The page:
It is that time of year. Many of those residing in the Southwest will see magnificent stalks starting to form in the middle of their agave plants. From that stalk will come gorgeous flowers and eventually seed pods. The agave plant has been storing sugars for years to make enough energy for the final flowering show. The stored sugars in agave are the raw fuel of tequila and certainly a topic for another blog post unto itself………….
Agave are monocarpic which means they die after flowering. Succulents in the yucca family do not die after flowering and flowering can be every 1-3 years depending on weather conditions.
Fortunately many species of agave “pup” and form a colony of clones around the mother plant. These clones continue to grow and will eventually bloom themselves. There are also agaves that do not “pup” at all. Enjoy the show everyone!
That’s just an absurd premise one might say. A 150 year old saguaro getting a sunburn? A rugged barrel cactus getting a sun burn? Your latest home depot cactus you just planted getting a sun burn? Your dish garden sitting in your window getting a sunburn? Yes! All of these circumstances are possible.
Let’s think about the sentinel of the Sonoran desert. The mighty saguaro. Starting from seed, growing tall and mighty against the relentless Southern Arizona sun. From an installation perspective, the saguaros we harvest have to be directionally marked prior to being dug up for resale. We must keep the North-South orientation correct because if the orientation is not true upon planting we will get a sun burned saguaro. The reason is that the South and West sides of the plant receive much more direct sun than the East and North sides of the plant. The Southern side gets the most sun while the Northern side of the plant receives the least amount of sun. The Southern and Western sides of the saguaro have become hardened off to our relentless Southern Arizona sun while the East and North sides are much “softer”. The same rules apply for barrel cacti, columnar cacti and even if you rotate your dish garden sitting in your window.
The cacti and succulents you can buy at a typical big box store can burn for another reason. They were grown “soft”. This simply means that the plants were grown under shade cloth and are not accustomed to the full sun. There are a few ways to deal with a “soft” cactus. The first is to buy your cacti from us because our plants are hard grown in the Southern Arizona sun! The second is to plant a “soft” succulent or cactus in the Fall and let the plant gradually become accustomed to the increased strength and duration of the sunlight. If you must plant a softly grown cactus in the summer be prepared to put 30% shade cloth over it until the Fall to prevent burning.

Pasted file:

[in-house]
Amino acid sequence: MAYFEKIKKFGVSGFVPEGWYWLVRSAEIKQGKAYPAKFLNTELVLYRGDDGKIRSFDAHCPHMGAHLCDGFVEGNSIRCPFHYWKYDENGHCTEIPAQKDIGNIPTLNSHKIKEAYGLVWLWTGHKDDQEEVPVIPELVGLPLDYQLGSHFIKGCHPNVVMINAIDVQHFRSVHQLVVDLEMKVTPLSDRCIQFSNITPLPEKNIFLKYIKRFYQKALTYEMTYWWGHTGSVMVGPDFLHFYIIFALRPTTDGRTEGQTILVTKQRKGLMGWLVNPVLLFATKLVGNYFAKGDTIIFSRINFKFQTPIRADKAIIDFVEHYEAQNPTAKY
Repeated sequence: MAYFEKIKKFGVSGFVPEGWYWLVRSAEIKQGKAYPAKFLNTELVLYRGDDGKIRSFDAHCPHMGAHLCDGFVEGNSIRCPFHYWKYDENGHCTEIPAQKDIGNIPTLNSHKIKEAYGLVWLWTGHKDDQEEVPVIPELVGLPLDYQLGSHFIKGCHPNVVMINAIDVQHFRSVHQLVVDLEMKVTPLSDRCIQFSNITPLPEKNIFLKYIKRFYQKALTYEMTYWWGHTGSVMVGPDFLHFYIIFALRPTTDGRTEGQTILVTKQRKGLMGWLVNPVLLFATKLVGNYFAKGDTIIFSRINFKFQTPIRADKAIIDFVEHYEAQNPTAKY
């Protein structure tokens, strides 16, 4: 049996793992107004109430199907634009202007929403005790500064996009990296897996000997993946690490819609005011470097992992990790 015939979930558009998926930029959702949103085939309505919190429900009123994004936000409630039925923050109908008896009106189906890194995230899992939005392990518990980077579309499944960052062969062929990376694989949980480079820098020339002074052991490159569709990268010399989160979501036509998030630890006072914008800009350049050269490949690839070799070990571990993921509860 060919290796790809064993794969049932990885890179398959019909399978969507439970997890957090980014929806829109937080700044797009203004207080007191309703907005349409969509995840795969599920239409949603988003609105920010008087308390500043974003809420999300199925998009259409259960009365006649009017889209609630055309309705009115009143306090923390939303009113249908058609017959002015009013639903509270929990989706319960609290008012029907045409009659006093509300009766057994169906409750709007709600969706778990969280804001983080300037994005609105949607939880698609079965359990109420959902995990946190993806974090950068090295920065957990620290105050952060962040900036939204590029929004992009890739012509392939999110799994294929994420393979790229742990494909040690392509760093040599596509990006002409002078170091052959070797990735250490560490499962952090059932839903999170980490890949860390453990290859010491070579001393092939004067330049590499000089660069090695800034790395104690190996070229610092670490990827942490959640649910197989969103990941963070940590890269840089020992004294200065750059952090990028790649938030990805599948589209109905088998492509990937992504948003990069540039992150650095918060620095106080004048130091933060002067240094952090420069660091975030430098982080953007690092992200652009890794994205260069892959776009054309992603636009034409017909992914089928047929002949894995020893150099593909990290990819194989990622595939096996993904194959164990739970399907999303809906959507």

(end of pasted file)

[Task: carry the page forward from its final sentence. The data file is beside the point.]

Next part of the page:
What does a cactus sunburn look like? The nice green flesh of the cactus will turn lite green. Then yellow and then white in its’ most severe form. Sunburn is not a terminal condition but you will be left with significant scarring in the affected area for many years.
How much do I water my cactus or succulent in a pot inside my home or office? This is one of the most frequent questions we receive from our customers. The answer is so simple. The answer is, it depends.
Many of our customers are cacti container gardeners out of necessity. There are few areas of the country where you can grow cacti in the ground with out freezing them or drowning them. The watering instructions included below are for folks who have cacti in containers in their home or office.
My general rule for indoor potted cacti is to give them a thorough soak every 4-6 weeks. You do want to see a bit of drainage out of the bottom of the pot. Cacti can use a bit more water than most people realize but the key is to LET THE SOIL DRY OUT thoroughly before you water again. Consistently moist soil will rot your cacti and succulents quickly. The best instrument to gauge soil moisture is a moisture meter which can be purchased inexpensively through Amazon. A wooden dowel plunged down to the bottom of the pot works as well. If the dowel comes up dry the soil is dry. Do not water unless your instrument is telling you the soil is completely dry.
You may find that during very cold weather outside that you need to water your cacti more inside. The heat is cranking in your home drying out the air and drying out the soil in your containers faster. As the weather gets warmer, in most areas of the country, the air will become more humid. You may be watering less frequently as a result. If you are uncertain about watering your cacti indoors always hedge to letting the container dry out more rather than watering more. Many more cacti and succulents are killed with over watering than under watering.
So the bottom line when asked about watering cacti and succulents in containers is that it depends!